RE: “The Asylum Seeker” [Feature, July 25], in which Katie Herzog writes about the plight of Russian immigrant Dmitri, a bisexual man who fled his home to avoid the very real possibility of being killed. He came to America with the hope that this country would allow him the freedom to be himself. Instead, Dmitri’s claims for asylum have fallen on deaf ears and he’s spent the last six months in a prison in Tacoma, a city he’d never heard of before arriving here.

My heart is broken. There are no adequate words to respond to such heartlessness....


[This] highlights a very real problem in the immigration system, and specifically with regards to asylum seekers. The immigration legal community does an amazing job at trying to fill the gaps of this shattered system. So much of the duress occurs due to a lack of knowing what one’s rights and options are, in very scary and isolating situations. I once heard an immigration attorney ruminate that ideally, there would be no need for them. I agree with that stance, and posit that we work on fixing the system itself, instead of assigning blame to those caught up in it.

Sahara Sooter

Having worked on a number of asylum cases, the system is awful, and most of the judges are wretched assholes who look for any and all reasons to deny what should be legitimate claims. You might luck out and get one of the good judges, but in most cases the amount of evidence does not matter. Further complicating the issue is that you need “proof” of likely or imminent persecution, which generally requires expert reports, studies, etc. Those take a long time, and frequently are impossible in parts of the world where conditions are the worst. The US has been on a long, downward slide with regards to sane and humane immigration policies, and our shitstain president is intent on making a bad situation even worse.



Thank you so much for printing information about the local movie scene—especially for the Academy Theater. For those of us who do not get this information via a computer (or other electronic media), thank you for the movie schedule. The weekly ad for the Academy Theater goes immediately on my refrigerator door. Boo, Oregonian; boo, Willamette Week.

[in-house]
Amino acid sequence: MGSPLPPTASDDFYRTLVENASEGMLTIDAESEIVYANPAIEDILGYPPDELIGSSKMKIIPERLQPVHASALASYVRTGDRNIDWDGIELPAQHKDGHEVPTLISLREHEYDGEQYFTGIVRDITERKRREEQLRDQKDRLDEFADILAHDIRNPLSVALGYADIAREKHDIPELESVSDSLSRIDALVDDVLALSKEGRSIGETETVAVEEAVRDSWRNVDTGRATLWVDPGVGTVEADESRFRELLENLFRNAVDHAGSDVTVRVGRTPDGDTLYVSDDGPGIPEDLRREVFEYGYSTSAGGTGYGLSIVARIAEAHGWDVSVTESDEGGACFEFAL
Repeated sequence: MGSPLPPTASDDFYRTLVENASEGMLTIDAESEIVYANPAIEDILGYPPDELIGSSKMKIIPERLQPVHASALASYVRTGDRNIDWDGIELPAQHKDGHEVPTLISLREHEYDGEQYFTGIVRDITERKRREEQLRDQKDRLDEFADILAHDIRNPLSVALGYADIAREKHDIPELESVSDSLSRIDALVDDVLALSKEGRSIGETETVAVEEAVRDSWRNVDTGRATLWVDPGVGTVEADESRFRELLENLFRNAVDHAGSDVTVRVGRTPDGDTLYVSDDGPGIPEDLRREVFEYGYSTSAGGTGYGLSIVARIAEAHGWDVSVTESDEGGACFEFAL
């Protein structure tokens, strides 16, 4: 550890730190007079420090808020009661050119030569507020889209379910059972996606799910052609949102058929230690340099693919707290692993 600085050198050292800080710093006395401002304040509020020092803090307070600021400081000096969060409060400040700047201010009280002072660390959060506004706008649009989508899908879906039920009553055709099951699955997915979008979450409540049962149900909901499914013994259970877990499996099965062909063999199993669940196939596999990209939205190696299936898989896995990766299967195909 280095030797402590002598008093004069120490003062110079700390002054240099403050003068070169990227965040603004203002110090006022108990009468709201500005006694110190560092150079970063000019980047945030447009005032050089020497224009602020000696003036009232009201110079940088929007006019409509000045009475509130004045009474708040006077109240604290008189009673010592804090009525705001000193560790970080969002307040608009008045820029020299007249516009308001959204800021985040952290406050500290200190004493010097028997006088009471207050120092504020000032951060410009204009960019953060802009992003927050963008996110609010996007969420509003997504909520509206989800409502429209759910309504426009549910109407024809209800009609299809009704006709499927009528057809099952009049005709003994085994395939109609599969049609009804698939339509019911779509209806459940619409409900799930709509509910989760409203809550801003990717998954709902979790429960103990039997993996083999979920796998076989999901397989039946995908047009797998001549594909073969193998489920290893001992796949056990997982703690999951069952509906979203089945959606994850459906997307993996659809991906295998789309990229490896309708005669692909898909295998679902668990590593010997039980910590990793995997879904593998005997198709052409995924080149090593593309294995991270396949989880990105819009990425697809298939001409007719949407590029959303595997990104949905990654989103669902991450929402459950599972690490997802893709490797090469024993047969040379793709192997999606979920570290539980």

Jan Schweitzer


Re: “Beer Crawling on the Orange MAX Line,” [Lush Life, July 25], in which Senior Editor Ned Lannamann charts a beer-soaked course from downtown Portland to Milwaukie.

What a cute article about beer crawling on the Orange Line. It’s nice you included all the corporate hipstery hangs along the way. However, you missed the prize at the end of the line. Just a short walk or bus ride up McLoughlin Boulevard is perhaps the dive-iest of dive bars, known as the Desert Inn Tavern, replete with wood paneling, a green Formica bar, and five TVs with varying color fidelity. They have a full six beers on tap and they have booze, with karaoke three nights a week. It’s the perfect place to de-hipsterize, although ripped jeans will be welcomed.

Oak Grove OG


I frickin’ love the I, Anonymous Show podcast. I bet you do too. In fact, I can’t think of a single person who has ever lived who wouldn’t love it. Except maybe Jesus... If we listened to him, it would be Live from Here with Chris Thile 24-7. Screw that. Seriously, SCREW THAT! So let’s have more of the I, Anonymous Show please. It doesn’t even have to be live. I’m just voicing my adoration of the show and sincere hope that it continues.


Darren, we love the I, Anonymous podcast, too! While it’s been a while since we posted the last one (sorry about that), we’ll have a brand-new episode for you later this week! For those who haven’t heard the podcast yet, visit iTunes and get to listening. And for Darren’s excellent taste in podcasts—and because we are not immune to flattery—we’re awarding him the Mercury’s letter of the week, along with two tickets to the Laurelhurst Theater!